Marshall Berman, in his extraordinary All That’s Solid Melts Into Air provides a vivid account of how we may think of Marx as a consummately Modern thinker and, in some ways, aesthetician. The title of Berman’s book is drawn from The Communist Manifesto, and is part of a larger clause that he contends embodies the rhetoric and spirit of the modern age:
All that is solid melts into air, all that is holy is profaned, and men at last are forced to face with sober sense the real conditions of their lives and their relations with their fellow men.
Here, Marx is beautifully capturing the emphatic mutability of modern life- a life in which the forces that once anchored us and structured our consciousness (the church, feudal power, cooperation on collective lands, etc.) have evaporated and given way to a melted, fluid state of being. The mysticism that once saturated every day interactions has been forced out of existence, and the veil of superstition has been lifted by the relentless incisions of rationality and empiricism- anything that once seemed “holy,” or mystical, or sacred, or spiritually engaging has been profaned, intruded upon, studied, and absorbed wholesale into the sprawling taxonomies of modernity.
Berman draws our attention to the metaphor of “melting,” in particular, as one that heavily informs Marx’s literary style. He does not suggest that modernity is some unequivocal end point, and goes to pains to show that it is not static or set. Rather, drawing on the notion of fluidity, throughout the Manifesto, he is fixated upon the seemingly relentless dynamism of modern bourgeois society. The bourgeoisie of modern Europe were flexible and adaptable as no other class in history had ever been, and as such, had been able to, in Marx’s eyes, accomplish feats so grand that they surpassed the achievements of even the Egyptians, Greeks, and Romans. Berman excerpts this section of the Manifesto to highlight Marx’s fixation upon the generative dynamism of bourgeois society:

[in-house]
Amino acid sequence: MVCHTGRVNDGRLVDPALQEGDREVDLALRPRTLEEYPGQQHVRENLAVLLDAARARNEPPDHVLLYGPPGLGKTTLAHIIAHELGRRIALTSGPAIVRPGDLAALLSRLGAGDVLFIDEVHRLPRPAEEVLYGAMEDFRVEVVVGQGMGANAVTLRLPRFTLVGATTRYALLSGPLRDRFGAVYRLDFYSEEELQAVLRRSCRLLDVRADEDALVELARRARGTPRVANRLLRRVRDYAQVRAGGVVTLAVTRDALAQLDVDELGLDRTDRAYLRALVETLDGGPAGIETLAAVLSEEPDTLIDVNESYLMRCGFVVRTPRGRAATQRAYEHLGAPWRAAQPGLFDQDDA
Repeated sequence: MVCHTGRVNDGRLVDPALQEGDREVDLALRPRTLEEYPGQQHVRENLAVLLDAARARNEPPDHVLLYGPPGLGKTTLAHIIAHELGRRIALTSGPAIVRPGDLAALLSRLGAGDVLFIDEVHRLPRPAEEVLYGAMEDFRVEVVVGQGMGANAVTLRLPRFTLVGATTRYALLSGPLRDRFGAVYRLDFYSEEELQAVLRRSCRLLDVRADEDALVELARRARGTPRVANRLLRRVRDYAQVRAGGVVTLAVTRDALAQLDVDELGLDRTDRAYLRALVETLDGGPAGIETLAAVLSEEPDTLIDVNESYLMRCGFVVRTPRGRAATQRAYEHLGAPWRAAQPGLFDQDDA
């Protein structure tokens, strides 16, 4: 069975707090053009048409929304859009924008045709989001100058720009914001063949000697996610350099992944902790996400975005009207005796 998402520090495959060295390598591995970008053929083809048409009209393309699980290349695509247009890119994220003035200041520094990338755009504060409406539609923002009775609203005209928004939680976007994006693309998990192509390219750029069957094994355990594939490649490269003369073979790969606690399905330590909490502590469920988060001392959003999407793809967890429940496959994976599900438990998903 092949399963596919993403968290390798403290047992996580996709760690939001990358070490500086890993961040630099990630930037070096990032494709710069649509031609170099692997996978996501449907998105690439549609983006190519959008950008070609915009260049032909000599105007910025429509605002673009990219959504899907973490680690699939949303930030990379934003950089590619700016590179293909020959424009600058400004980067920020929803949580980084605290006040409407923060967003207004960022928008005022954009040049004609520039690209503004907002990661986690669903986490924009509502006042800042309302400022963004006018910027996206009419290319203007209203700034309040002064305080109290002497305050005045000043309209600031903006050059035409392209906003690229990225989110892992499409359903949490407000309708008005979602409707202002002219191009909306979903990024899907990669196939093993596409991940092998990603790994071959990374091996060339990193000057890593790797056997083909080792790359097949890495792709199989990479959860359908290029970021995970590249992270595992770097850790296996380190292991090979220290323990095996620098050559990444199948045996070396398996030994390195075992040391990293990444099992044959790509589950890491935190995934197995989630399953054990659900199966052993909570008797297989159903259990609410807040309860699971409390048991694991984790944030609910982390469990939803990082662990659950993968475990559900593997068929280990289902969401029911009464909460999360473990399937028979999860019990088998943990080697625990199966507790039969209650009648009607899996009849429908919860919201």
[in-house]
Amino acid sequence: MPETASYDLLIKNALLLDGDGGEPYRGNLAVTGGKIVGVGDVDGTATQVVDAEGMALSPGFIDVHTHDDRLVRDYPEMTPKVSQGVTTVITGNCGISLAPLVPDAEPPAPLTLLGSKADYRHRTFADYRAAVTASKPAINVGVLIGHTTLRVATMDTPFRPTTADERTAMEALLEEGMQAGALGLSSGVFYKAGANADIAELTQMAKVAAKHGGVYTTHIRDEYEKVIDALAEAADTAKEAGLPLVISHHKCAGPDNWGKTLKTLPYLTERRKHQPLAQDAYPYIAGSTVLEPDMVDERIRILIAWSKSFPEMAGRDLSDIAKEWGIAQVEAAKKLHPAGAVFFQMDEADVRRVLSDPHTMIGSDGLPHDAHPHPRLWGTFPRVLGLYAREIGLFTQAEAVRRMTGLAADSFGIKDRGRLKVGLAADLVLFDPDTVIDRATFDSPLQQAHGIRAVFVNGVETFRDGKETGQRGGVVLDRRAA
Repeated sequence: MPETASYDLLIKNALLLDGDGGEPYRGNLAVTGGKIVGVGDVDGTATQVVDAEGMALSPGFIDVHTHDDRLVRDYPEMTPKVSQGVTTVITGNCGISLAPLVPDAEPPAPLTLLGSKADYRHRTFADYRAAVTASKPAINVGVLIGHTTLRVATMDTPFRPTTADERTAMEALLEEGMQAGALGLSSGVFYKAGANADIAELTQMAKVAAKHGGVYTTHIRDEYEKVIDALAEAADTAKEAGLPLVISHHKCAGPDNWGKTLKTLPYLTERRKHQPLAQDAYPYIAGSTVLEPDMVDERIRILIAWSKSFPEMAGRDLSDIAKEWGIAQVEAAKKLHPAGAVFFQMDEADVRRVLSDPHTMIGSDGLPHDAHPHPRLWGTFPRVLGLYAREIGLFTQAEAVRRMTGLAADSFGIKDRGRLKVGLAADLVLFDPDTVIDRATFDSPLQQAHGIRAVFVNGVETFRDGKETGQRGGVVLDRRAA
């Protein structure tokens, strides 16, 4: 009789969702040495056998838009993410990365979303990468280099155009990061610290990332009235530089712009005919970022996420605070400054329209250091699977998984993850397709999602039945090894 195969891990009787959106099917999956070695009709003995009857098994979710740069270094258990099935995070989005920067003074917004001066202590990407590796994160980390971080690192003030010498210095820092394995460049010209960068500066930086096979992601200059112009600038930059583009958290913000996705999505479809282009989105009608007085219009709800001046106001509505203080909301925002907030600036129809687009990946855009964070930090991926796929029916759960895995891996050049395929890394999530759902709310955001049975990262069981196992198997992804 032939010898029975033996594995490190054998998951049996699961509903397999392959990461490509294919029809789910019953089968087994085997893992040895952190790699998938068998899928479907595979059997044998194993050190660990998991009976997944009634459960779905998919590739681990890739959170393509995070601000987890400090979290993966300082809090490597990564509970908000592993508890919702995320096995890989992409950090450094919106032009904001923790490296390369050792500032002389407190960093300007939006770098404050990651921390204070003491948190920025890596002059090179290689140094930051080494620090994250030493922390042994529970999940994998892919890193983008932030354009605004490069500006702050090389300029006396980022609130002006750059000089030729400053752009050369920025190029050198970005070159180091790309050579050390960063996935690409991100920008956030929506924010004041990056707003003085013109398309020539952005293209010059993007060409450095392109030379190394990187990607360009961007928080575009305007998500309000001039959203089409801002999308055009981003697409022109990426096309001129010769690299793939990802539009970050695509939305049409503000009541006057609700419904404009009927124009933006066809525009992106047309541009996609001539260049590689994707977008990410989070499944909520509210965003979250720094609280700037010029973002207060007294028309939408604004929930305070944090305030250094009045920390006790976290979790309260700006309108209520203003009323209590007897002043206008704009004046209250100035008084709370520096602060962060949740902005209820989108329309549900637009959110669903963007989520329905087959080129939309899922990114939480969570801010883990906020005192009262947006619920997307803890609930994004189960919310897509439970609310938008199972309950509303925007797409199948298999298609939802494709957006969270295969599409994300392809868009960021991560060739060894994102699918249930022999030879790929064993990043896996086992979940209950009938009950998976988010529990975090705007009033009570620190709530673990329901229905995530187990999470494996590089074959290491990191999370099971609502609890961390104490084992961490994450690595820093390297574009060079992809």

The bourgeoisie, in its reign of barely a hundred years, has created more massive and more colossal productive power than have all previous generations put together. Subjection of nature’s forces to man, machinery, application of chemistry to agriculture and industry, steam navigation, railways, electric telegraphs, clearing of whole continents for cultivation, canalization of rivers, whole populations conjured out of the ground- what earlier century had even an intimation that such productive power slept in the womb of social labour?
But as Berman notes, Marx’s celebratory tone cannot be divorced from his deeply critical analysis of bourgeois society and the capitalist political economy. Berman asserts that tied to the enormous achievements of the bourgeois is a dark self-made undercurrent that threatens to unhinge their own social and economic dominance. It is not, as we might expect from reading portions of Capital such as “The Working Day,” the brutal exploitation of human and natural resources for personal gain. To paraphrase Berman, why should the Bourgeois fear exploitation? They do it to one another all the time, and openly acknowledge that it is the very foundation of a marketized capitalist economy.
Rather, there is a particularly modern anxiety within Bourgeois society that cannot be undone. If Bourgeois culture is invariably tied to the dynamic, fluid flexibility that Marx claims it is, then all of their miraculous achievements are doomed to crumble under the weight of the pursuit for more. The Bourgeoisie achieved their dominance in the modern period through an insistence that everything that came before the modern is oppressively outmoded, and must be dramatically reworked in the age of the machine and industrial capitalism.